Using microsimulation to inform targeted cardiovascular disease prevention policy [presentation] Presentation uri icon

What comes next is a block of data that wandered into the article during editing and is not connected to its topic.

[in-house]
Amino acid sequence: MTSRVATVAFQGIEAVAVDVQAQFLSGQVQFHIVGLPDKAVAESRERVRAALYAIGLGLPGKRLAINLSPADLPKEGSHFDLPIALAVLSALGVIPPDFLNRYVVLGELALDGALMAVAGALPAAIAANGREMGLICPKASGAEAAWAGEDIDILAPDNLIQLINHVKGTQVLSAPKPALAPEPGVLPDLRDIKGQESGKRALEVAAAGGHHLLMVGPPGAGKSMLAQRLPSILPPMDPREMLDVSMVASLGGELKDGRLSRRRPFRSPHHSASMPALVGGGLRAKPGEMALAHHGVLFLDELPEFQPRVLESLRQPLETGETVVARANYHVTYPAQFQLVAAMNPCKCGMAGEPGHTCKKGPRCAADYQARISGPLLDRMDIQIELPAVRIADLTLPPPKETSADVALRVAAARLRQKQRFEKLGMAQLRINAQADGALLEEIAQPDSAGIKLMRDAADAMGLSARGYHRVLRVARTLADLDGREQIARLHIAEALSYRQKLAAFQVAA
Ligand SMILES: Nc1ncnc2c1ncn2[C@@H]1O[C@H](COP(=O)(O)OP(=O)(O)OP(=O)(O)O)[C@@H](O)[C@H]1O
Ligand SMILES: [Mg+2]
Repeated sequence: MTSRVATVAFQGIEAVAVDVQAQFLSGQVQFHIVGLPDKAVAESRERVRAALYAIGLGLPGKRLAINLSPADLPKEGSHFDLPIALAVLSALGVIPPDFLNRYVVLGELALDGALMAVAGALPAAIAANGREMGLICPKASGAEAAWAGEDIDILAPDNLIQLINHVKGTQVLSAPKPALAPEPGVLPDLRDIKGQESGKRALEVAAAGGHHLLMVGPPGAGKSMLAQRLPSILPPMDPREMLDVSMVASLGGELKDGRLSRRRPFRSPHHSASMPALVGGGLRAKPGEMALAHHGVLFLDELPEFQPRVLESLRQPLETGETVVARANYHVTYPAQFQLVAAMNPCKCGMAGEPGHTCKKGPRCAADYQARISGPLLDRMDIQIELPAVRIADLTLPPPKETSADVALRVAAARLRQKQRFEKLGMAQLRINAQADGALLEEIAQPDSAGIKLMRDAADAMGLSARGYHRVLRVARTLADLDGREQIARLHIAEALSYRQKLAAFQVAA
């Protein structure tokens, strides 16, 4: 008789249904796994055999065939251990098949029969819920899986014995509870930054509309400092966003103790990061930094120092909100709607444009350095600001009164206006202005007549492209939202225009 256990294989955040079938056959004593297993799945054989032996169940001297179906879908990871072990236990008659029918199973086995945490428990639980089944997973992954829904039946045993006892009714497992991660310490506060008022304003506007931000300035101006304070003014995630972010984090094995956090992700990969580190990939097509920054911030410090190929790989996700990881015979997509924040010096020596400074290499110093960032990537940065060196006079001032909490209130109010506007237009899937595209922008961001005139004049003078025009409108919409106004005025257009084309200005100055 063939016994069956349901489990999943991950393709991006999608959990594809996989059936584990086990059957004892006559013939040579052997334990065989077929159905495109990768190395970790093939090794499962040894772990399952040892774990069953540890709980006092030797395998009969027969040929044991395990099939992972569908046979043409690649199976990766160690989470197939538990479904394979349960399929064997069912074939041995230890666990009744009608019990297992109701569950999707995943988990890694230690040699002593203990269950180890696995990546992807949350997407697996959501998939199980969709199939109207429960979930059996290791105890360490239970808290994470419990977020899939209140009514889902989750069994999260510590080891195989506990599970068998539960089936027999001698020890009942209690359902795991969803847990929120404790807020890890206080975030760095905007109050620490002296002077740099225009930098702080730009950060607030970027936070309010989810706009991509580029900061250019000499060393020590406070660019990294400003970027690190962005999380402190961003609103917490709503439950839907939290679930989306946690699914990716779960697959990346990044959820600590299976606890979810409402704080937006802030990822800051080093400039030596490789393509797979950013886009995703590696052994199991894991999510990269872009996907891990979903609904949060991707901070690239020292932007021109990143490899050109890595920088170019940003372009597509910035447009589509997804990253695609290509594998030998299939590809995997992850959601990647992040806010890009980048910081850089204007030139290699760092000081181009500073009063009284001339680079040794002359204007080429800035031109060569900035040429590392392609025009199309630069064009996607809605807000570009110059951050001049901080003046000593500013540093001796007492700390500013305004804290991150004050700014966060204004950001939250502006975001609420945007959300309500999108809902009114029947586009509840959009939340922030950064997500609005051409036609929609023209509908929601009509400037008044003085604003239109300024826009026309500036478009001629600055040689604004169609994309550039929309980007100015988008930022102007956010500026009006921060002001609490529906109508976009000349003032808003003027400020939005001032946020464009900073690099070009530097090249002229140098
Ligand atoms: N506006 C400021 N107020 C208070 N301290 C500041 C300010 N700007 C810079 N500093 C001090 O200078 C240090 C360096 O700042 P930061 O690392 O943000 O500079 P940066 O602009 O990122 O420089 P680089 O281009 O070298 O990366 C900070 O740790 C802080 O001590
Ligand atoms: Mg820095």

• Background/Aims: The U.S. Preventive Services Task Force (USPSTF) makes four recommendations for highly effective clinical services in CVD prevention: 1) screening for hypertension, 2) screening for high cholesterol, 3) aspirin counseling, and 4) screening for diabetes in asymptomatic adults with hypertension. This study asks which prevention activities are the most cost-effective and which can prevent the greatest amount of CVD health burden at the margin. Moreover, to whom can preventive services be targeted to realize the greatest impacts at the lowest costs? Amidst the increasing push towards individualized medicine, this study adds valuable economic information to help guide health policy. Methods: This study introduces the Cardiovascular Disease Prevention Policy Model (CVD-PPM) as a tool for evaluating preventive health interventions. The CVD-PPM is implemented as a Markov-based microsimulation model, developed in Microsoft Excel using Visual Basic for Applications. The underlying disease model allows for cardiovascular risk factors—such as BMI, cholesterol, and blood pressure—to transition according to individual characteristics during the course of a simulated person’s lifetime. Risk of CVD-related events or death is estimated using customized risk equations derived from Framingham Heart Study data. Acute and ongoing disease costs are estimated using the Medical Expenditure Panel Survey (MEPS). Health policy or specific clinical interventions can be evaluated by differences in costs, event rates, life expectancy, and quality-adjusted life years (QALYs) and compared across age groups, race/ethnicities, and between sexes. Results: This analysis finds aspirin to be the most cost-effective clinical service in the prevention of CVD (cost-saving, $110 per person) and lipid screening has the most potential health impact: 850,000 QALYs saved on a simulated 4 million person birth cohort. Hypertension is found to be the least cost-effective ($60,000 per QALY saved), and diabetes screening is found to have the smallest health impact (40,000 QALYs saved). Analyses of sub-population groups reveal more nuanced results. Conclusions: By and large, clinical prevention strategies to reduce CVD are cost-effective and can have substantial health impact. However, evidence-based micro-level simulation models can better inform targeted prevention strategies to reach underserved and highly cost-effective population groups.